Plans for the market came about after the Brakers purchased the building of the defunct cabinet-making business, along with the five acres upon which it sits, in 2019.

“We had a lot of work to do on the building to switch it over to a market,” Phil said.

The Brakers talked to a lot of store owners and vendors to understand what infrastructure was needed for the type of market they wanted. They knew they wanted to offer bulk baking ingredients, dry goods and candy, jams and jellies, coffee and tea, and an extensive deli with nearly 30 varieties of deli meats and 45 types of cheeses from their main food vendor, Walnut Creek Foods located in the heart of Amish Country in Walnut Creek, Ohio.

“There’s really nothing like this in the area,” Phil said.

Called to serve

The Braker family lives within a mile of their businesses and are members of the Apostolic Christian Faith Church of Eureka.

The Brakers cite the vow at the core of their promise: “Every day we strive to bring you the best-quality goods and services. We endeavor to always be kind and fair and to treat every customer with integrity. By treating others the way we wish to be treated and ‘being as good as our word,’ our goal is to exceed the expectations of every customer. We believe that God has called us to serve. It is our sincere desire to do this each day with joy and gratitude in our hearts.”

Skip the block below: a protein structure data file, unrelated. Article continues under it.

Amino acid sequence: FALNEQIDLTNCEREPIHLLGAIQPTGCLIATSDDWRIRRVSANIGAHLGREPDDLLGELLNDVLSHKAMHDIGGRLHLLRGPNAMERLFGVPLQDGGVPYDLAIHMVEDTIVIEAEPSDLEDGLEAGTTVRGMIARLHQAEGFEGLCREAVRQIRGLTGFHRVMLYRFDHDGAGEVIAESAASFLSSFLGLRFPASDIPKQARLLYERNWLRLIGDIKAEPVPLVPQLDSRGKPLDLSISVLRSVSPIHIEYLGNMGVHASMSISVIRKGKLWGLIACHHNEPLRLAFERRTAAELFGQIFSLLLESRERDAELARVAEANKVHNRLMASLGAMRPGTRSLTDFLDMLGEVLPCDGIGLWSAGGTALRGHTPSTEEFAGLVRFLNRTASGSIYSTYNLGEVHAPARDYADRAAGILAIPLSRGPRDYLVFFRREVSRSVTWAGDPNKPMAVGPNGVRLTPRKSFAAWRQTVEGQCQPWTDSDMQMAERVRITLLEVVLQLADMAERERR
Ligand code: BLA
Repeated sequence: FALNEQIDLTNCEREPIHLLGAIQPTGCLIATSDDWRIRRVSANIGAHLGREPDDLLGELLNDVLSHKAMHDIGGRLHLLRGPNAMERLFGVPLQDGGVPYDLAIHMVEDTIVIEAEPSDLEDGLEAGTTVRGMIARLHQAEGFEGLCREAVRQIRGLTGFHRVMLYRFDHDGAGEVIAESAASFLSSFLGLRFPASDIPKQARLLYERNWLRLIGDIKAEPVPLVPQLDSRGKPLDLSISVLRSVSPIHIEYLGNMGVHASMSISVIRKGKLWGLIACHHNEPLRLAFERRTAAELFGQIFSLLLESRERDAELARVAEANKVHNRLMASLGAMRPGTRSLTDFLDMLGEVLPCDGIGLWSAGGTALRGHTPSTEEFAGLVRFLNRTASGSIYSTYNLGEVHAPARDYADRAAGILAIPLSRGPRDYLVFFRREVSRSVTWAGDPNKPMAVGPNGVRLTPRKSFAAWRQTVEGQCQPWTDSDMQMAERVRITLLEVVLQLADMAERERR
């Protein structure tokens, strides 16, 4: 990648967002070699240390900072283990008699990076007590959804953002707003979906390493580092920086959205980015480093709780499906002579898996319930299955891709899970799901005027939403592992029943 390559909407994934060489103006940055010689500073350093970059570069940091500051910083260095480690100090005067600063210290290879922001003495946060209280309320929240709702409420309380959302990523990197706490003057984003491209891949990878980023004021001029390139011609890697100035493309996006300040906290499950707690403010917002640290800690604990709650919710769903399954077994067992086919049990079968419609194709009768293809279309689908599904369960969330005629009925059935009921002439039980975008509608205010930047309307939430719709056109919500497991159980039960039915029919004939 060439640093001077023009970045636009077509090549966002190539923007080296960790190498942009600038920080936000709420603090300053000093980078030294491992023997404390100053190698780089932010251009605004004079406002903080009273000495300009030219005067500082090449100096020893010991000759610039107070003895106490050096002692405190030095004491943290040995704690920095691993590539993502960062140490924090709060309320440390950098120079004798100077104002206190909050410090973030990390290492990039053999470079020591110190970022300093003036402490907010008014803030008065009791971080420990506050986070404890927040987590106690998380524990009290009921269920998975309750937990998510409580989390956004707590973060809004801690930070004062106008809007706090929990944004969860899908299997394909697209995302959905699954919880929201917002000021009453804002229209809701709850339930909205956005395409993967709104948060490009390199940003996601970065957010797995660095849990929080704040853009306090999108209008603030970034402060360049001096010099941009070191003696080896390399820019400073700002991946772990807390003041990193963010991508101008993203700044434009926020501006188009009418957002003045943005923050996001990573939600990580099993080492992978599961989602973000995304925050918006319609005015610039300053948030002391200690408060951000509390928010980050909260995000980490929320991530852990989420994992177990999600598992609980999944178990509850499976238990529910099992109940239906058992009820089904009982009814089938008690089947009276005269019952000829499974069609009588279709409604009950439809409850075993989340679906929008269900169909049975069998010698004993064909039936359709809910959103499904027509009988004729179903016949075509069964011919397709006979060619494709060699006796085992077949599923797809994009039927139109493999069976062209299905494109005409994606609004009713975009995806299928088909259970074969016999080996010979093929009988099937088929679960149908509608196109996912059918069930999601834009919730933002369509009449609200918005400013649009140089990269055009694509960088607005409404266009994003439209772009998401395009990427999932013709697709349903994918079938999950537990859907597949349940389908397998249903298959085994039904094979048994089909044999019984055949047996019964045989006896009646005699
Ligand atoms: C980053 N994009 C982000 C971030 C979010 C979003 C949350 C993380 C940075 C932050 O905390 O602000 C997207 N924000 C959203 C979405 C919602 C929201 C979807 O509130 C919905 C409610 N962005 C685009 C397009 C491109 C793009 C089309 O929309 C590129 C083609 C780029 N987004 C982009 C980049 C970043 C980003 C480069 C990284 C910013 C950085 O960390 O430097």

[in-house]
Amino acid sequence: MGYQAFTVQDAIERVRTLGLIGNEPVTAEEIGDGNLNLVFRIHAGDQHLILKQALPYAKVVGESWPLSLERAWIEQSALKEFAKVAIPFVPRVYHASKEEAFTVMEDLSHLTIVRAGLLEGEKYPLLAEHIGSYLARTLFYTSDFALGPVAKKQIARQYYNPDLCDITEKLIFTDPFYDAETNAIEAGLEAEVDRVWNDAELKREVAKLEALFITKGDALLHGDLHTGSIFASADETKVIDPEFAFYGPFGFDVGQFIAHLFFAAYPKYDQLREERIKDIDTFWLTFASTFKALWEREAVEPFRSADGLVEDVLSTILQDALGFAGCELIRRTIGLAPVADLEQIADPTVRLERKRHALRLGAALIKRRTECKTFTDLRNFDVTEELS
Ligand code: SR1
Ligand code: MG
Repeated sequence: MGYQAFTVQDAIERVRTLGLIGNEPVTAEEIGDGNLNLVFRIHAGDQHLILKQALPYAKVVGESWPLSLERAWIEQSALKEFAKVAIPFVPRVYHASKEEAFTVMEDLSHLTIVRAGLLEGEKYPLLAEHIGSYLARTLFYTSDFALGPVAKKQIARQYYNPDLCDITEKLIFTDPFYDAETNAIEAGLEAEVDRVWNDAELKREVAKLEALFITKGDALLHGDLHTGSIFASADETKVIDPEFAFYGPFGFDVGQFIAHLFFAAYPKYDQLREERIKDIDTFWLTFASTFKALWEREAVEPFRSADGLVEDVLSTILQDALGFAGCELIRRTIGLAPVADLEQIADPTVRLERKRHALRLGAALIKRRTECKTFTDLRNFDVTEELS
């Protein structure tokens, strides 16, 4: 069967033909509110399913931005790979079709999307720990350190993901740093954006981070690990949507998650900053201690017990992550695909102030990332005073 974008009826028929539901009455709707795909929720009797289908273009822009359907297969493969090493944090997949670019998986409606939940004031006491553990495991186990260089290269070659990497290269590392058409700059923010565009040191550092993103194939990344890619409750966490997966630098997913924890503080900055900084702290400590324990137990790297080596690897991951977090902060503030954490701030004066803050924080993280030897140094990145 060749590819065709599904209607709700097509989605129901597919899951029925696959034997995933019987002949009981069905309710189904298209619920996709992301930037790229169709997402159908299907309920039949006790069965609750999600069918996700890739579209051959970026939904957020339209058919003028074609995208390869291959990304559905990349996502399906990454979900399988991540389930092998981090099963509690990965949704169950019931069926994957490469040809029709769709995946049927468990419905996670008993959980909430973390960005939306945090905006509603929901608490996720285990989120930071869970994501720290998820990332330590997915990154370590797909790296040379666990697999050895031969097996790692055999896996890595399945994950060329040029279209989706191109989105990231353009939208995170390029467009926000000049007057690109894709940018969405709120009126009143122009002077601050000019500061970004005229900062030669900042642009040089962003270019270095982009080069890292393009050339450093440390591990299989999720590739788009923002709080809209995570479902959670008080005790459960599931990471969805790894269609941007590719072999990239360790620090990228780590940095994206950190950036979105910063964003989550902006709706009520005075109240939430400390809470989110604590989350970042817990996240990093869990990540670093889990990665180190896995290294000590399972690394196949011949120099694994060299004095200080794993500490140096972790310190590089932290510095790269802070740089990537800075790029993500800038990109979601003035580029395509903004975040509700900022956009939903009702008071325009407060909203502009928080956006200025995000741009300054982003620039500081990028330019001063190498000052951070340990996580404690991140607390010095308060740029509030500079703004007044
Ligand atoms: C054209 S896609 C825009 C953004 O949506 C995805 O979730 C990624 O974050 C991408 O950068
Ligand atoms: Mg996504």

“Faith means everything” to the family, said Rebecca.

“If there are things we can do to help our children by providing them with a good foundation, that’s what’s important,” she said. “We also feel it’s important to be a good light in our community.”

A pre-pandemic ‘blessing’

Braker’s Market opened on Feb. 19, 2020. Yes, that was less than one month before the widespread shutdown of businesses and life in general due to the COVID-19 pandemic.

“Within a month, we pretty much panicked,” Rebecca acknowledged.

“Within a month, things turned upside down,” added Phil. “We opened. Business dropped for a couple weeks and then it totally became a blessing.”